Five things you should know about unlicensed LTE
The idea of cell networks sharing channels with Wi-Fi has raised some alarms
1. It's the spectrum that's unlicensed, not the LTE.
The acronyms are flying: LTE-U, LAA, MuLTEfire. They're all forms of LTE tweaked to send signals over unlicensed frequencies, which are open to Wi-Fi, Bluetooth, and any other technology that plays fair. Carriers could use it as soon as 2016 to add frequencies without spending billions to license them. At first, unlicensed LTE will only be used to supplement a carrier's own bands to make downloads faster. Later, it might send traffic both directions and even be used by enterprises that have no licensed spectrum.
2. Unlicensed LTE should improve cell service.
Mobile users in crowded spots like stadiums and busy street corners have to share channels, which can slow down their connections. Sometimes shifting to a Wi-Fi hotspot helps. But if a carrier uses unlicensed LTE, its subscribers get access to more channels without even having to change networks. Also, LTE often can get more performance out of a given size channel than Wi-Fi does.
3. Some Wi-Fi companies think it will slow down wireless LANs.
Google, the Wi-Fi Alliance, and some cable companies and consumer groups say LTE doesn't use spectrum the same way as Wi-Fi because it was designed to use licensed frequencies. As a result, it might not give Wi-Fi users a fair chance when there's competition for a channel. And if things get really crowded, LTE subscribers can go back to the carrier's licensed band, while Wi-Fi users don't have that escape route. Some critics even say mobile operators might deliberately hurt Wi-Fi performance so consumers would use their service instead.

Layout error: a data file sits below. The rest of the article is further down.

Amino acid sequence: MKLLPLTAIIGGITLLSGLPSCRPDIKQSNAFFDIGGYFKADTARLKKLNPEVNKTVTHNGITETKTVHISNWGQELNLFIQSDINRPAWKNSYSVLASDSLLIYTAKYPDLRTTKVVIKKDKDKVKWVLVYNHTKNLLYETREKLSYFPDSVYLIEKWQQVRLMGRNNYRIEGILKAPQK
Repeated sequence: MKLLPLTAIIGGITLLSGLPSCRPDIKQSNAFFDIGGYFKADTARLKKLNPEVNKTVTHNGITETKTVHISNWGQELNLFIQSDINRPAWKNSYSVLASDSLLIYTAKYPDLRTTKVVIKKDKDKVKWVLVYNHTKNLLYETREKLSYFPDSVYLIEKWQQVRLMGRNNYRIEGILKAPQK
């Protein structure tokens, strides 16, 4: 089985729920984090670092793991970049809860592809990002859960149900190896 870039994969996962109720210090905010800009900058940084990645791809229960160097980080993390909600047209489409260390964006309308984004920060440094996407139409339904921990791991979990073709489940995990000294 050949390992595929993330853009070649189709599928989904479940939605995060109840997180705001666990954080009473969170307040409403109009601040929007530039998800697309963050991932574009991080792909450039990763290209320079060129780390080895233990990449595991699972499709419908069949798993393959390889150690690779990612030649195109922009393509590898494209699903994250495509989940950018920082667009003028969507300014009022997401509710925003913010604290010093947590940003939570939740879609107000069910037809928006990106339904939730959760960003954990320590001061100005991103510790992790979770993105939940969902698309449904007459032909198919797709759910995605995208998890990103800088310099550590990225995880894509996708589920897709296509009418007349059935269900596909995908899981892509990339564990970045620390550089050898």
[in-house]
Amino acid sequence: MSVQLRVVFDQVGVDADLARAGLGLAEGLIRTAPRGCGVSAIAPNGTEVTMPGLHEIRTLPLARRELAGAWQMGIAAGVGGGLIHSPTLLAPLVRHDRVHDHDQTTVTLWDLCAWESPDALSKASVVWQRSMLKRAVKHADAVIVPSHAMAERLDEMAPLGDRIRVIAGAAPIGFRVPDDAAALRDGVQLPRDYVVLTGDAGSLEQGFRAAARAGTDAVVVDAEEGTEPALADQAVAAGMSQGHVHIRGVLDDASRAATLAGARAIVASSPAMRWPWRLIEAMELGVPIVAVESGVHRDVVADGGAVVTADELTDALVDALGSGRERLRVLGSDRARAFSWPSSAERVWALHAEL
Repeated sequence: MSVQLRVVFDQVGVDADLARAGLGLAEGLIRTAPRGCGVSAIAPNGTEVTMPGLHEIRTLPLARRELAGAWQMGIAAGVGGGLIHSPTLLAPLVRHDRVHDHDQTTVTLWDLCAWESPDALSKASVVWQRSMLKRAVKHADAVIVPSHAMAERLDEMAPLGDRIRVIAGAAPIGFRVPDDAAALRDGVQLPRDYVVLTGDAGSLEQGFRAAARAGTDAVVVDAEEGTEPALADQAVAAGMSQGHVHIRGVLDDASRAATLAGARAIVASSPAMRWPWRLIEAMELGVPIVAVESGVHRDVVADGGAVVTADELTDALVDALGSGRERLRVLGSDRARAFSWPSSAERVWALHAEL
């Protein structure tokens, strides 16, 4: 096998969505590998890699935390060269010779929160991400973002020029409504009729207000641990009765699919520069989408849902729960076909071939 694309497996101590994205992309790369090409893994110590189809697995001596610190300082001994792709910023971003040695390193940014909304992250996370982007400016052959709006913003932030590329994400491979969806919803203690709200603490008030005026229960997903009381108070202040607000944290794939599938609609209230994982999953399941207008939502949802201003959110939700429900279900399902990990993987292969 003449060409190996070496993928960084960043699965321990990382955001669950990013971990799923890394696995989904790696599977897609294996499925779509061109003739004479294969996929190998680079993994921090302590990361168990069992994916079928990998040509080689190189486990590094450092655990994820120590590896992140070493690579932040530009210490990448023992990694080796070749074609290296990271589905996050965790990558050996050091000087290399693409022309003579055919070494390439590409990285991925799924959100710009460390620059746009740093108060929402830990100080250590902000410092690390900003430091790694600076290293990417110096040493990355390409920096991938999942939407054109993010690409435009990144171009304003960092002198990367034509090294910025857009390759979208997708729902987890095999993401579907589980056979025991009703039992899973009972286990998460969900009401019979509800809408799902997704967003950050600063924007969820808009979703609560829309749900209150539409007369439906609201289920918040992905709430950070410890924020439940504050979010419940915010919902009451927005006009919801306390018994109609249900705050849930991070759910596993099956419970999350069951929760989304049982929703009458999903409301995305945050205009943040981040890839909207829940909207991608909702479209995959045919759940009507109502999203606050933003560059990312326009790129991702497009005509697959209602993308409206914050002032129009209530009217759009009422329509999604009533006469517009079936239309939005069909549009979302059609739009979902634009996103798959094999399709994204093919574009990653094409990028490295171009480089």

4. Some experts think Wi-Fi will be fine.
Qualcomm has demonstrated unlicensed LTE working without harm to Wi-Fi. There's probably no reason why the new technology would unduly affect wireless LANs nearby, according to Tolaga Research analyst Phil Marshall. Part of the problem is a culture clash between Wi-Fi people from the IT world and LTE folks from the carrier culture, analysts say. Also, cable operators using Wi-Fi for mobile coverage naturally clash with their archrivals, the telecommunications carriers.
5. It's probably just a matter of time before the two sides make a deal.
Despite some strong language from both sides, everything's negotiable, Marshall said. Each side just has to make enough concessions to satisfy the other, and carriers will be able to start rolling out unlicensed Wi-Fi without major objections. In fact, the Wi-Fi Alliance laid out guidelines for coexistence at a workshop in Silicon Valley this week that was intended to be the first of many aimed at reaching a consensus. Someday, unlicensed LTE may be just another network.